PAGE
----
Tommy Nicholas recently wrote a blog post advocating typing rather than copying-and-pasting code samples. I thought this was the most interesting paragraph from the post:
When Hunter S. Thompson was working as a copy boy at Time Magazine in 1959, he spent his spare time typing out the entire Great Gatsby by F. Scott Fitzgerald and A Farewell to Arms by Ernest Hemingway in order to better understand what it feels like to write a great book. To be able to feel the author’s turns in logic and storytelling weren’t possible from reading the books alone, you had to feel what it feels like to actually create the thing. And so I have found it to be with coding.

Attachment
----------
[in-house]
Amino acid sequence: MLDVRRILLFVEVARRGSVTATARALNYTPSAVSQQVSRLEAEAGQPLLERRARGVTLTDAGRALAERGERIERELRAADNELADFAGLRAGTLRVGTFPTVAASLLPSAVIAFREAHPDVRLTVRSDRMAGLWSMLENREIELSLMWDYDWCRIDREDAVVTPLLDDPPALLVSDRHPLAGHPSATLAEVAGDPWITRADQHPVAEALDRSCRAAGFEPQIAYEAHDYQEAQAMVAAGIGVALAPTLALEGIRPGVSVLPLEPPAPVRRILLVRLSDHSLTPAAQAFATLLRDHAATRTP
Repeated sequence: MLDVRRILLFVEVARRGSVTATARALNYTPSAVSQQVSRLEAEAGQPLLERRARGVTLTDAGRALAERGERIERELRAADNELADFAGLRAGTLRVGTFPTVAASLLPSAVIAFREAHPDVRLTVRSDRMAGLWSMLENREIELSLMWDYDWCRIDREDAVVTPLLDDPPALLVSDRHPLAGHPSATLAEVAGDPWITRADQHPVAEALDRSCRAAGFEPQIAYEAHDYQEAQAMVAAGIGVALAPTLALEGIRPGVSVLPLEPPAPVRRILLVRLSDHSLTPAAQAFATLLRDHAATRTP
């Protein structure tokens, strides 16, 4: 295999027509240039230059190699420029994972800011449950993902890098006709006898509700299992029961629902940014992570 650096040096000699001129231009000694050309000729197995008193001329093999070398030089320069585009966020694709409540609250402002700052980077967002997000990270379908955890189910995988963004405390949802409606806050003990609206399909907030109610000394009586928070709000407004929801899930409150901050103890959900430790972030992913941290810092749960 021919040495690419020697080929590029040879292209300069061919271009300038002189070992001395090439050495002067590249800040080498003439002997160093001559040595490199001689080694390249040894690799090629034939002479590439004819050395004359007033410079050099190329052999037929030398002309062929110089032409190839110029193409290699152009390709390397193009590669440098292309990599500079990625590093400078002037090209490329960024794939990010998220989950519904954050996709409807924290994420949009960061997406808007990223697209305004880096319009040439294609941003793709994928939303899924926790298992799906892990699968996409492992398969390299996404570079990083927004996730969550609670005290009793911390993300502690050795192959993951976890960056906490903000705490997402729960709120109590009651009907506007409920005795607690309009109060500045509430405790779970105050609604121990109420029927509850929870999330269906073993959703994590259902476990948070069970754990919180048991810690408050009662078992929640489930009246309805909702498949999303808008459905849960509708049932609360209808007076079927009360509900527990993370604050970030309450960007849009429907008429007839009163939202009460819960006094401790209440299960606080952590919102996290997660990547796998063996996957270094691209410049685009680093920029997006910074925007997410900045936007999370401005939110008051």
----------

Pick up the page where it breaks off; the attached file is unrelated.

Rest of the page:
Joe Armstrong had similar advice:
Forget about the tools … buy a decent book and type in the programs by hand. One at a time thinking as you go. After 30 years you will get the hang of this and be a good programmer.
Typing code may be like riding a bicycle. I’m surprised how much more detail I see the first time I ride my bicycle over a road I’ve driven on, mostly because I’m moving slower but also because there’s an additional muscular dimension to the experience.
Another advantage to typing example code is that you’ll make mistakes, just as you will in real work. This will give you the opportunity to see what happens and to learn debugging, even though you may not appreciate the opportunity.